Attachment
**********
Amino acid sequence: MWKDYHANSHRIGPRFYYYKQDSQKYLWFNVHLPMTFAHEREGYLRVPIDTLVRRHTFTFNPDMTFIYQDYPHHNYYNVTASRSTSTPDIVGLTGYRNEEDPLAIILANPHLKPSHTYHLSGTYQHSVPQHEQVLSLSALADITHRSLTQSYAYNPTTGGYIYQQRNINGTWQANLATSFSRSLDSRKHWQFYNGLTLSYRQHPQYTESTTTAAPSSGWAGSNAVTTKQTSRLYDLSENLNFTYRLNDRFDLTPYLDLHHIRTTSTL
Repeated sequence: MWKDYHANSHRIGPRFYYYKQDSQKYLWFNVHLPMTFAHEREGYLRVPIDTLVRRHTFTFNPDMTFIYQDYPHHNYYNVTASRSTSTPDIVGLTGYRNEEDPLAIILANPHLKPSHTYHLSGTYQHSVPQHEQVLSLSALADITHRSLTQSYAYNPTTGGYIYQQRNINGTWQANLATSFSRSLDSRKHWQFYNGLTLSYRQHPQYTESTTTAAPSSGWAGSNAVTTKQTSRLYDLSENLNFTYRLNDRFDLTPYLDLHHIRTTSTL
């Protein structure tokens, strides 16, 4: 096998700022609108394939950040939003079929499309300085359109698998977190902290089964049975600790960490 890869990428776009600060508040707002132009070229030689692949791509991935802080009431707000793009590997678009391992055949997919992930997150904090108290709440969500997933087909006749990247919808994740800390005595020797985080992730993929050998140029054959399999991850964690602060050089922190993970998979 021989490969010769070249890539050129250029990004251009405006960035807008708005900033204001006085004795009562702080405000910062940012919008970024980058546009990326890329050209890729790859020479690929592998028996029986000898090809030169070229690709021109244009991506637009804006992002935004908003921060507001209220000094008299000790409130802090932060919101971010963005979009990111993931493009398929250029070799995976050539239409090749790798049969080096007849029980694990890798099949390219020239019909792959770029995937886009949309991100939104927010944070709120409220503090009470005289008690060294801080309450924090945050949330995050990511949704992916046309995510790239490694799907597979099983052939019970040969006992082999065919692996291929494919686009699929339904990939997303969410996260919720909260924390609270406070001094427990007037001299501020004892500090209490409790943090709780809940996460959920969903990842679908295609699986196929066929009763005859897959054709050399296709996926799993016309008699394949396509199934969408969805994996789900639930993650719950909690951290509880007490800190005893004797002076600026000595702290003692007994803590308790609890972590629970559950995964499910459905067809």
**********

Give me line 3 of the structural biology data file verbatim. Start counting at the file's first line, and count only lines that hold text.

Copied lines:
């Protein structure tokens, strides 16, 4: 096998700022609108394939950040939003079929499309300085359109698998977190902290089964049975600790960490 890869990428776009600060508040707002132009070229030689692949791509991935802080009431707000793009590997678009391992055949997919992930997150904090108290709440969500997933087909006749990247919808994740800390005595020797985080992730993929050998140029054959399999991850964690602060050089922190993970998979 021989490969010769070249890539050129250029990004251009405006960035807008708005900033204001006085004795009562702080405000910062940012919008970024980058546009990326890329050209890729790859020479690929592998028996029986000898090809030169070229690709021109244009991506637009804006992002935004908003921060507001209220000094008299000790409130802090932060919101971010963005979009990111993931493009398929250029070799995976050539239409090749790798049969080096007849029980694990890798099949390219020239019909792959770029995937886009949309991100939104927010944070709120409220503090009470005289008690060294801080309450924090945050949330995050990511949704992916046309995510790239490694799907597979099983052939019970040969006992082999065919692996291929494919686009699929339904990939997303969410996260919720909260924390609270406070001094427990007037001299501020004892500090209490409790943090709780809940996460959920969903990842679908295609699986196929066929009763005859897959054709050399296709996926799993016309008699394949396509199934969408969805994996789900639930993650719950909690951290509880007490800190005893004797002076600026000595702290003692007994803590308790609890972590629970559950995964499910459905067809």